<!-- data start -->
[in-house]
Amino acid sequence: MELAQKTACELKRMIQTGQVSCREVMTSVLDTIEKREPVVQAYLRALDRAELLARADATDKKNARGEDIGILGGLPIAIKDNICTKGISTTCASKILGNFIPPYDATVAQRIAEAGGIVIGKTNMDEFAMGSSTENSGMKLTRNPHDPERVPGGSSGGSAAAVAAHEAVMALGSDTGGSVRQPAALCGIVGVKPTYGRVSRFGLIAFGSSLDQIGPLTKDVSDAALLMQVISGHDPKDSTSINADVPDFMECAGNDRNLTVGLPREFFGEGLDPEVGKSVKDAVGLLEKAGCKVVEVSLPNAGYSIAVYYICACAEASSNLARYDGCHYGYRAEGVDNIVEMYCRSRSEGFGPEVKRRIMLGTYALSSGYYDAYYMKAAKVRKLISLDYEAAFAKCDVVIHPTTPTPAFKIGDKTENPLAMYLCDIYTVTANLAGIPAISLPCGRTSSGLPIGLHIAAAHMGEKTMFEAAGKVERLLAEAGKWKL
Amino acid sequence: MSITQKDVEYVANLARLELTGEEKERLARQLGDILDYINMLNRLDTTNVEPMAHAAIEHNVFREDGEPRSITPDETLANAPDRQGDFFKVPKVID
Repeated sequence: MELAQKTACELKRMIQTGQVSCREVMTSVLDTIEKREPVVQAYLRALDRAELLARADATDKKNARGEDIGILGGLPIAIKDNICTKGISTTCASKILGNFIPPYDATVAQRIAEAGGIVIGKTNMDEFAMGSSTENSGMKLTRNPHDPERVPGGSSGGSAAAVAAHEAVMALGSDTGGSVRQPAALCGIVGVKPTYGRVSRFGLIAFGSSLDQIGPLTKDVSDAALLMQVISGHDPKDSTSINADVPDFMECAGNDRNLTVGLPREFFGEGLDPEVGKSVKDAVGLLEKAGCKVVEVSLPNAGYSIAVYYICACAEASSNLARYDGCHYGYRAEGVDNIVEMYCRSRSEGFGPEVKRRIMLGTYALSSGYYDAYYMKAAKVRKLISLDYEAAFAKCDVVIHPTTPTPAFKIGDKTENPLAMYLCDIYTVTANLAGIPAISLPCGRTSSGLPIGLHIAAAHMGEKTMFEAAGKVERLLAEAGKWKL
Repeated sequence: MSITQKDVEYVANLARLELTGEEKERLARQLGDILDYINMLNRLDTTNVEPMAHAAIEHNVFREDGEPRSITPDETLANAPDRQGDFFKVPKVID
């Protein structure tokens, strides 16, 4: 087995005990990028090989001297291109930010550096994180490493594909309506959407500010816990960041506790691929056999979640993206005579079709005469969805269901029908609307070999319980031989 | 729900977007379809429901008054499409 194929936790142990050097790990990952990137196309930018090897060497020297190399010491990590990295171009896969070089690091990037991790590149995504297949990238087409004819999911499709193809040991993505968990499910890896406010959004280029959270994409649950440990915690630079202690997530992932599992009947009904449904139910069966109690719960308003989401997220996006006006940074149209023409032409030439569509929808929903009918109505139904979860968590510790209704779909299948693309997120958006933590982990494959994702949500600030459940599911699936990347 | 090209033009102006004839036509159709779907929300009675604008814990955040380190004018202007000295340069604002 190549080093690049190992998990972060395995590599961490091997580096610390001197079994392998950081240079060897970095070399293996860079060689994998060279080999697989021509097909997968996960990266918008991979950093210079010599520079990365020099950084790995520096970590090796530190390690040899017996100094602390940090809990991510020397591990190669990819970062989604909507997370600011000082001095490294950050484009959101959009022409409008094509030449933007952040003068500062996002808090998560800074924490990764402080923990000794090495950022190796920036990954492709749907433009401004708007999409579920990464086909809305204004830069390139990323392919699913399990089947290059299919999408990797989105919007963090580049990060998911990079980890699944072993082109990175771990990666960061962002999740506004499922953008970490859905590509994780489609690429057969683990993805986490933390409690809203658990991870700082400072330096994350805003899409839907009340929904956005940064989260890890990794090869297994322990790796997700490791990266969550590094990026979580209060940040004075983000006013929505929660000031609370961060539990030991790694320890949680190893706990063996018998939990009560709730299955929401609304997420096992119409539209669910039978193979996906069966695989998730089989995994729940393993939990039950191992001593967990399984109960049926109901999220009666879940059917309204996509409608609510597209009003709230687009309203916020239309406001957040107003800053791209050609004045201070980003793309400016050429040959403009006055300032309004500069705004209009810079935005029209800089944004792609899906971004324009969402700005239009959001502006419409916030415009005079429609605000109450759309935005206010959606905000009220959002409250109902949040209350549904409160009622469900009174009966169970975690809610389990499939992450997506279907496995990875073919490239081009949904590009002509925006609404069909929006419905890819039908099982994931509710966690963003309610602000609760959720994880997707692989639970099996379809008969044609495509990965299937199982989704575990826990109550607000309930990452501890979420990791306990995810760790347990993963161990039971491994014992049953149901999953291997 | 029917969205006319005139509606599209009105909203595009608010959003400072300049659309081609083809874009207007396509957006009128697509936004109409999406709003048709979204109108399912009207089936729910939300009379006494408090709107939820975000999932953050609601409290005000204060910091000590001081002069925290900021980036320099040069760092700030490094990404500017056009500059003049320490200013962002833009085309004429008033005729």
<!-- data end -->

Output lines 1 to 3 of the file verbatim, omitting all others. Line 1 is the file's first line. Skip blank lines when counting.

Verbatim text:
[in-house]
Amino acid sequence: MELAQKTACELKRMIQTGQVSCREVMTSVLDTIEKREPVVQAYLRALDRAELLARADATDKKNARGEDIGILGGLPIAIKDNICTKGISTTCASKILGNFIPPYDATVAQRIAEAGGIVIGKTNMDEFAMGSSTENSGMKLTRNPHDPERVPGGSSGGSAAAVAAHEAVMALGSDTGGSVRQPAALCGIVGVKPTYGRVSRFGLIAFGSSLDQIGPLTKDVSDAALLMQVISGHDPKDSTSINADVPDFMECAGNDRNLTVGLPREFFGEGLDPEVGKSVKDAVGLLEKAGCKVVEVSLPNAGYSIAVYYICACAEASSNLARYDGCHYGYRAEGVDNIVEMYCRSRSEGFGPEVKRRIMLGTYALSSGYYDAYYMKAAKVRKLISLDYEAAFAKCDVVIHPTTPTPAFKIGDKTENPLAMYLCDIYTVTANLAGIPAISLPCGRTSSGLPIGLHIAAAHMGEKTMFEAAGKVERLLAEAGKWKL
Amino acid sequence: MSITQKDVEYVANLARLELTGEEKERLARQLGDILDYINMLNRLDTTNVEPMAHAAIEHNVFREDGEPRSITPDETLANAPDRQGDFFKVPKVID